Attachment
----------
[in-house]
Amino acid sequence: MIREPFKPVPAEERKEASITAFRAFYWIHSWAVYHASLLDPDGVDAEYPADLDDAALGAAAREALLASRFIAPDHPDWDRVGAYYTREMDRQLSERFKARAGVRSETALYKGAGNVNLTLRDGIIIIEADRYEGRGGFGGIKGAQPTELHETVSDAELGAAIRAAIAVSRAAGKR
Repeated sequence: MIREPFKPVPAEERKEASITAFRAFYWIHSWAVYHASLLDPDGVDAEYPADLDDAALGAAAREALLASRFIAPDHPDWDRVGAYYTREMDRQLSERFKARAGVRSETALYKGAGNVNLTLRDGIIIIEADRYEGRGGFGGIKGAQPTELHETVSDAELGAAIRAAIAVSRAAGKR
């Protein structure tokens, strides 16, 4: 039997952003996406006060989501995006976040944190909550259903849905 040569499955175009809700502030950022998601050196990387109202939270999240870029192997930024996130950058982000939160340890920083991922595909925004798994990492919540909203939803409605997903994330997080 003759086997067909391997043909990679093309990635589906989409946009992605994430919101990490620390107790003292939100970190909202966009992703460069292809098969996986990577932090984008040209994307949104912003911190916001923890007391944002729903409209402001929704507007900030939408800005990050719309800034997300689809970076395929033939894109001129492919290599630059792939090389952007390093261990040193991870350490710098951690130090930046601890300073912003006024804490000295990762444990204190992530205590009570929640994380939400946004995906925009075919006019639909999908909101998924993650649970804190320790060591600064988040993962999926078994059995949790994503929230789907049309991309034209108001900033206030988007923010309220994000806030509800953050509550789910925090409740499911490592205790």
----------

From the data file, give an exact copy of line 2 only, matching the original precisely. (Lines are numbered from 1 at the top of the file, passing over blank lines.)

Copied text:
Amino acid sequence: MIREPFKPVPAEERKEASITAFRAFYWIHSWAVYHASLLDPDGVDAEYPADLDDAALGAAAREALLASRFIAPDHPDWDRVGAYYTREMDRQLSERFKARAGVRSETALYKGAGNVNLTLRDGIIIIEADRYEGRGGFGGIKGAQPTELHETVSDAELGAAIRAAIAVSRAAGKR